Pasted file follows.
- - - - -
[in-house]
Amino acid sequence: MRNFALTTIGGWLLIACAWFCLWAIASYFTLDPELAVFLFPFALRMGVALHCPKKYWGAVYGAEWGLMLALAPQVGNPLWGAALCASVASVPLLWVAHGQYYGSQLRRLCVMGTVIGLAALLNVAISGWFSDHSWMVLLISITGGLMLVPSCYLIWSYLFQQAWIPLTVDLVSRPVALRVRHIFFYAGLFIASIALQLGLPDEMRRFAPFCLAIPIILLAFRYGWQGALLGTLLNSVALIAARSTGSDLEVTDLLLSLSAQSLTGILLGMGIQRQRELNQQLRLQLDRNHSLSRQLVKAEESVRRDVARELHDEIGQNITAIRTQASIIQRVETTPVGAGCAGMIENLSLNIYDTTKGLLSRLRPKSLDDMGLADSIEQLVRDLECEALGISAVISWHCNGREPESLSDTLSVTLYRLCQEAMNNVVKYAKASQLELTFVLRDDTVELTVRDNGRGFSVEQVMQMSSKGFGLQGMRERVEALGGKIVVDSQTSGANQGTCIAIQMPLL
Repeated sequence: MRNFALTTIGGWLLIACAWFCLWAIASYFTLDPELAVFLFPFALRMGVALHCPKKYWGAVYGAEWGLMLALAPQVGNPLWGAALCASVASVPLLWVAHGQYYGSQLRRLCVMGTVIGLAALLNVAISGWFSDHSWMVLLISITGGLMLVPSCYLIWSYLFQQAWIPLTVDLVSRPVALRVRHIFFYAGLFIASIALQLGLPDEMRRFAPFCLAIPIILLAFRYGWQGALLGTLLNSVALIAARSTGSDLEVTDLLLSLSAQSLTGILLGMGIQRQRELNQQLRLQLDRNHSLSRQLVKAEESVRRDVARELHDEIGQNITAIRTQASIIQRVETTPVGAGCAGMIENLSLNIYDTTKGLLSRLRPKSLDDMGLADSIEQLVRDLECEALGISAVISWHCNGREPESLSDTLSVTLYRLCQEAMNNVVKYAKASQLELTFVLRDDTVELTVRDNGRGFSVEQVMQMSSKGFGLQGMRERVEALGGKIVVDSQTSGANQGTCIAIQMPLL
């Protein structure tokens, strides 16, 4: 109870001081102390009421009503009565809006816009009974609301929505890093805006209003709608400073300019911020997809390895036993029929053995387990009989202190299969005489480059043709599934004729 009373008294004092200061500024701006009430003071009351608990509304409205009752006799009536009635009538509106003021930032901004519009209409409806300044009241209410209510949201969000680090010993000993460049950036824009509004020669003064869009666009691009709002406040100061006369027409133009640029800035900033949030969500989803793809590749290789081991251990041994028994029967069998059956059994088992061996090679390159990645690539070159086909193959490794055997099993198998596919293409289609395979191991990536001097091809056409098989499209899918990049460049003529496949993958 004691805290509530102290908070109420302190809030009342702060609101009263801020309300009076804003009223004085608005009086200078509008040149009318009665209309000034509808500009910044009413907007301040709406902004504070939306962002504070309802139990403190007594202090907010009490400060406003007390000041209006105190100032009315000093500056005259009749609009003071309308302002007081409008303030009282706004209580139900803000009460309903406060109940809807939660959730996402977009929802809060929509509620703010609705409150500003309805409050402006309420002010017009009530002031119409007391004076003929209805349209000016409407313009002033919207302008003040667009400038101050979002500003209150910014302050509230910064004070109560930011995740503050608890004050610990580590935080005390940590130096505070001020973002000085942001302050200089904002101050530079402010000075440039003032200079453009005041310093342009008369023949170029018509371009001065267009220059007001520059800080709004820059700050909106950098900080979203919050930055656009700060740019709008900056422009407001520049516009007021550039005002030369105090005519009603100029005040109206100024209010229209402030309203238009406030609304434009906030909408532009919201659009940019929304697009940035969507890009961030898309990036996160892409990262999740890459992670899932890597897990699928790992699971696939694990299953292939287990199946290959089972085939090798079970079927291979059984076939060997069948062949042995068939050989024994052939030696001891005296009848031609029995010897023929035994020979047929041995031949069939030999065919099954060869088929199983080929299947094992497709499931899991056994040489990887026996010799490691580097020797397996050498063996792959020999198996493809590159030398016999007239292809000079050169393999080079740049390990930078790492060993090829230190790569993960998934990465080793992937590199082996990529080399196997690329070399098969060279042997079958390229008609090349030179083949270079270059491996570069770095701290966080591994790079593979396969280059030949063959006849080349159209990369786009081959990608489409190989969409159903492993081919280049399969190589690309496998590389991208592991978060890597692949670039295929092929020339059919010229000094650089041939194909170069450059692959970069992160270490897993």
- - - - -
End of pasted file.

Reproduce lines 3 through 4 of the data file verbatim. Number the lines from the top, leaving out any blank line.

Repeated sequence: MRNFALTTIGGWLLIACAWFCLWAIASYFTLDPELAVFLFPFALRMGVALHCPKKYWGAVYGAEWGLMLALAPQVGNPLWGAALCASVASVPLLWVAHGQYYGSQLRRLCVMGTVIGLAALLNVAISGWFSDHSWMVLLISITGGLMLVPSCYLIWSYLFQQAWIPLTVDLVSRPVALRVRHIFFYAGLFIASIALQLGLPDEMRRFAPFCLAIPIILLAFRYGWQGALLGTLLNSVALIAARSTGSDLEVTDLLLSLSAQSLTGILLGMGIQRQRELNQQLRLQLDRNHSLSRQLVKAEESVRRDVARELHDEIGQNITAIRTQASIIQRVETTPVGAGCAGMIENLSLNIYDTTKGLLSRLRPKSLDDMGLADSIEQLVRDLECEALGISAVISWHCNGREPESLSDTLSVTLYRLCQEAMNNVVKYAKASQLELTFVLRDDTVELTVRDNGRGFSVEQVMQMSSKGFGLQGMRERVEALGGKIVVDSQTSGANQGTCIAIQMPLL
């Protein structure tokens, strides 16, 4: 109870001081102390009421009503009565809006816009009974609301929505890093805006209003709608400073300019911020997809390895036993029929053995387990009989202190299969005489480059043709599934004729 009373008294004092200061500024701006009430003071009351608990509304409205009752006799009536009635009538509106003021930032901004519009209409409806300044009241209410209510949201969000680090010993000993460049950036824009509004020669003064869009666009691009709002406040100061006369027409133009640029800035900033949030969500989803793809590749290789081991251990041994028994029967069998059956059994088992061996090679390159990645690539070159086909193959490794055997099993198998596919293409289609395979191991990536001097091809056409098989499209899918990049460049003529496949993958 004691805290509530102290908070109420302190809030009342702060609101009263801020309300009076804003009223004085608005009086200078509008040149009318009665209309000034509808500009910044009413907007301040709406902004504070939306962002504070309802139990403190007594202090907010009490400060406003007390000041209006105190100032009315000093500056005259009749609009003071309308302002007081409008303030009282706004209580139900803000009460309903406060109940809807939660959730996402977009929802809060929509509620703010609705409150500003309805409050402006309420002010017009009530002031119409007391004076003929209805349209000016409407313009002033919207302008003040667009400038101050979002500003209150910014302050509230910064004070109560930011995740503050608890004050610990580590935080005390940590130096505070001020973002000085942001302050200089904002101050530079402010000075440039003032200079453009005041310093342009008369023949170029018509371009001065267009220059007001520059800080709004820059700050909106950098900080979203919050930055656009700060740019709008900056422009407001520049516009007021550039005002030369105090005519009603100029005040109206100024209010229209402030309203238009406030609304434009906030909408532009919201659009940019929304697009940035969507890009961030898309990036996160892409990262999740890459992670899932890597897990699928790992699971696939694990299953292939287990199946290959089972085939090798079970079927291979059984076939060997069948062949042995068939050989024994052939030696001891005296009848031609029995010897023929035994020979047929041995031949069939030999065919099954060869088929199983080929299947094992497709499931899991056994040489990887026996010799490691580097020797397996050498063996792959020999198996493809590159030398016999007239292809000079050169393999080079740049390990930078790492060993090829230190790569993960998934990465080793992937590199082996990529080399196997690329070399098969060279042997079958390229008609090349030179083949270079270059491996570069770095701290966080591994790079593979396969280059030949063959006849080349159209990369786009081959990608489409190989969409159903492993081919280049399969190589690309496998590389991208592991978060890597692949670039295929092929020339059919010229000094650089041939194909170069450059692959970069992160270490897993």